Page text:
The NASA public archives present a vast resource of authentic satellite data that research astronomers have tapped into for decades. Recently, the same data analysis tools used by professional astronomers have been adapted into a browser-based interface called JS9 for easy use by any interested student. Tutorials and classroom-ready activities that explore many deep sky objects in depth have also been generated. JS9 affords a unique, platform-independent introduction to the world of astronomical observation with no cost to anyone. It presents a virtual-classroom-ready approach that can be utilized anywhere, at any time, at home or anywhere that internet connectivity is available. Its predecessor, DS9, is still used extensively and is available as a desktop application.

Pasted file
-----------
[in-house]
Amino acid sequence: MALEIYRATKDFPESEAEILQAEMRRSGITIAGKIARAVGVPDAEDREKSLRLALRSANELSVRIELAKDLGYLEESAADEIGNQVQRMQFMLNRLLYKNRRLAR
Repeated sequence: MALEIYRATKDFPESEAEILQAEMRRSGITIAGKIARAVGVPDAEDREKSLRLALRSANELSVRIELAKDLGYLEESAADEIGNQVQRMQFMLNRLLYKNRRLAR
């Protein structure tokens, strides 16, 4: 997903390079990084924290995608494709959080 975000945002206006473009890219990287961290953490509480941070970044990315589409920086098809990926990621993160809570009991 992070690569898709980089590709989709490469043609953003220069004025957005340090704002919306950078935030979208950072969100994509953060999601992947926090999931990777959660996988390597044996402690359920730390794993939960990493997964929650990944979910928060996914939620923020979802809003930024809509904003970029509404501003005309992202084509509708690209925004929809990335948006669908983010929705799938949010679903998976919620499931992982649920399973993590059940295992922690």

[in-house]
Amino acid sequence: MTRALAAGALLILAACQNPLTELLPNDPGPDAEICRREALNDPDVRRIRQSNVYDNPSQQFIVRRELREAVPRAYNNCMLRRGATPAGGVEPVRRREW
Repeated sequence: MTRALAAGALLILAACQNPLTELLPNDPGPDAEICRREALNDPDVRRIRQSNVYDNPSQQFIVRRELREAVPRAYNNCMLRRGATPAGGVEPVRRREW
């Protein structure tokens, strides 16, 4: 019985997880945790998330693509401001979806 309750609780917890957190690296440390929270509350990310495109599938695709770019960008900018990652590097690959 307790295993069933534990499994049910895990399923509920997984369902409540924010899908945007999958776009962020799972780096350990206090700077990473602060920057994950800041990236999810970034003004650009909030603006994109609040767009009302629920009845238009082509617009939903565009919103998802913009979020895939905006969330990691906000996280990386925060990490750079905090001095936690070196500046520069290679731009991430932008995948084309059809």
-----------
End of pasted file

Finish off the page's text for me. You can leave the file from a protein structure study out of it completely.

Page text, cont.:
2.
JS9: Astronomical Image Display Everywhere, https://js9.si.edu/.
3.
Detailed tutorials and classroom-ready activities can be found at https://chandra.si.edu/js9/ (click on “JS9” near the bottom of the page) or https://www.physics.rutgers.edu/~matilsky/js9/.
5.
Flexible Image Transport System (FITS), defined in
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6.
K. J.
Borkowski
,
P.
Gwynne
,
S. P.
Reynolds
,
D. A.
Green
,
U.
Hwang
,
R.
Petre
, and
R.
Willett
, “
Asymmetric expansion of the youngest galactic supernova remnant G1.9+0.3
” (
2017
), https://arxiv.org/abs/1702.06555.
7.
Dan
Milisavljevic
and
Robert A.
Fesen
, “
The supernova—Supernova remnant connection
” (
2017
), https://arxiv.org/abs/1701.00891.
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